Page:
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Dogs Digging in Flower Beds


How do I get my 3 month old Rottweiler puppy to stop digging up my flower beds?

Heather from South Africa




This young age is the perfect time to start teaching your puppy that you're the "leader of the pack" and as such, you have certain expectations regarding the behavior of pack members. Rule #1: digging is only done in designated areas! For these first few months, you're going to have to supervise your puppy while out in the yard. Use his/her digging as an opportunity to modify behavior. I'm a huge fan of Cesar Millan-a.k.a The Dog Whisperer. He uses what he describes as calm, assertive energy to direct a dog's mind and body away from undesirable behaviors. It's all about energy. Control the mind and body and you control the behavior. Cesar maintains that in the wild, dogs need rules, boundaries and limitations in order to survive as a stable and organized pack. Every dog knows its position within the pack and what is expected of him. This pack mentality is one of the strongest natural motivators in dogs and is an effective training tool for humans.


In the wild, members of the pack learn early on that there are undesirable consequences for certain behaviors. These consequences usually come (swiftly) in the form of a bite from pack leaders. Since you are your puppy's pack leader, when your puppy starts digging, you can mimic this "bite" by turning your hand into a "teeth-like" claw and firmly touching the side of your puppy's neck while directing him away from your flowerbeds. You can use your voice to emphasize your point, but asserting yourself with a firm, physical touch is more important. Consistency is key, but this form of dog psychology really works. Don't punish him/her, just assert your authority. If you have the room, set aside a sandy spot in the corner of the yard just for puppy play and direct him/her to this area. Other physical deterrents include laying down wire mesh or plastic soda bottles filled with water or inserting wire coat hangers into the soil to create a physical barrier. Whatever you do, don't use any chemical deterrents-especially those formulated to keep out wildlife. They seldom work and they can be harmful to young animals if ingested. Some gardeners have also had luck temporarily "poopy trapping" the area with the dog's own feces. For more information on Cesar Millan and his Dog Psychology Center, visit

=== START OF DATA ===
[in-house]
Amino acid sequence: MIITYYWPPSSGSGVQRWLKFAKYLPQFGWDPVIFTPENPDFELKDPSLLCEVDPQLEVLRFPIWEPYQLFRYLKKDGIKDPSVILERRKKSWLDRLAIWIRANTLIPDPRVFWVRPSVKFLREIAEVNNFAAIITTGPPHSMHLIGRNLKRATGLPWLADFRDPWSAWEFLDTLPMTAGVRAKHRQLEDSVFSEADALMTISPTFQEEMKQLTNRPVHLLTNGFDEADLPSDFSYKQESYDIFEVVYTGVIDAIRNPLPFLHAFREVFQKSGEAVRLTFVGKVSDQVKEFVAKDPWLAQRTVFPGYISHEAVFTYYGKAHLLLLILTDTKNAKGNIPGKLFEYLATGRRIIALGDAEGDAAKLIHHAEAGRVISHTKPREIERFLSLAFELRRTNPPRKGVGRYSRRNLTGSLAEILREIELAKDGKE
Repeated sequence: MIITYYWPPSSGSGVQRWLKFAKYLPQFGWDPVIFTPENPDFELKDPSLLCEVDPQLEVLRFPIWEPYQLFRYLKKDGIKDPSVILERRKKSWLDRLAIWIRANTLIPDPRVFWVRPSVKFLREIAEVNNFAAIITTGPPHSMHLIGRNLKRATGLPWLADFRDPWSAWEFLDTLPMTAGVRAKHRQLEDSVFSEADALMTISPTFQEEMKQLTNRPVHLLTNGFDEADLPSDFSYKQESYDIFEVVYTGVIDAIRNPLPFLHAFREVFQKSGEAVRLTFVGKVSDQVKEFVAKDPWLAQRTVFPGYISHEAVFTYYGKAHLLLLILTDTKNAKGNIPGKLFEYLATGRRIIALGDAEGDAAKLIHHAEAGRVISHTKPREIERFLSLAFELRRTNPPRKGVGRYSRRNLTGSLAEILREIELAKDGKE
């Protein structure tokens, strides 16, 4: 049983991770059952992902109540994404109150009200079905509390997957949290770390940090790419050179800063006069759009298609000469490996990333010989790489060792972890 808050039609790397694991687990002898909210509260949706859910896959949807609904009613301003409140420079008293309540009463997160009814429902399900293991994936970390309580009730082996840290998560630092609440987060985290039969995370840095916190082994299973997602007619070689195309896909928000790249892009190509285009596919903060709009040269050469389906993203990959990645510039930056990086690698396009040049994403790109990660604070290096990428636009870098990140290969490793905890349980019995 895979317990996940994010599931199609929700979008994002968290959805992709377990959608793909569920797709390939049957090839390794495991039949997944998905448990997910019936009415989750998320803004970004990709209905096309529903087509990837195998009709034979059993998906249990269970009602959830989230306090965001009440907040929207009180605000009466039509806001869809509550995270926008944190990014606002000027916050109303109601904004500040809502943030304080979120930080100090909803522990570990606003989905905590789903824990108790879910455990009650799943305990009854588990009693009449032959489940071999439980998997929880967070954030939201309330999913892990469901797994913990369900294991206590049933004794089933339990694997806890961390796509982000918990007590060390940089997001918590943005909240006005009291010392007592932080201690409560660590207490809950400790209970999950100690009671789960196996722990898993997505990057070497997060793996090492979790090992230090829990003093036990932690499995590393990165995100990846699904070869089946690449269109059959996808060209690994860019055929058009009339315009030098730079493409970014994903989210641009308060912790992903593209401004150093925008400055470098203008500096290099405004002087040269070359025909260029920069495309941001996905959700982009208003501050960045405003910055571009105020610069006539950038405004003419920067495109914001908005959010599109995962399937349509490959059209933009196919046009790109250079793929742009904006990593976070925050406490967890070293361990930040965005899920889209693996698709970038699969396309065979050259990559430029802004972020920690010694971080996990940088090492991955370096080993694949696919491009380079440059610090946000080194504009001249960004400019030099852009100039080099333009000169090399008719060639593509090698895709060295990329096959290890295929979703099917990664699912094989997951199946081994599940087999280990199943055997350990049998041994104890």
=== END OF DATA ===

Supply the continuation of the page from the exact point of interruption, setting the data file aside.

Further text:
Good luck!

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October 7, 20060 found this helpful

Sprinkle red pepper around the area and in the flower beds won't hurt them, but all critters will stay away from it after getting into it once.

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October 9, 20060 found this helpful

i have always heard black pepper will work it will also work for animals in trash!

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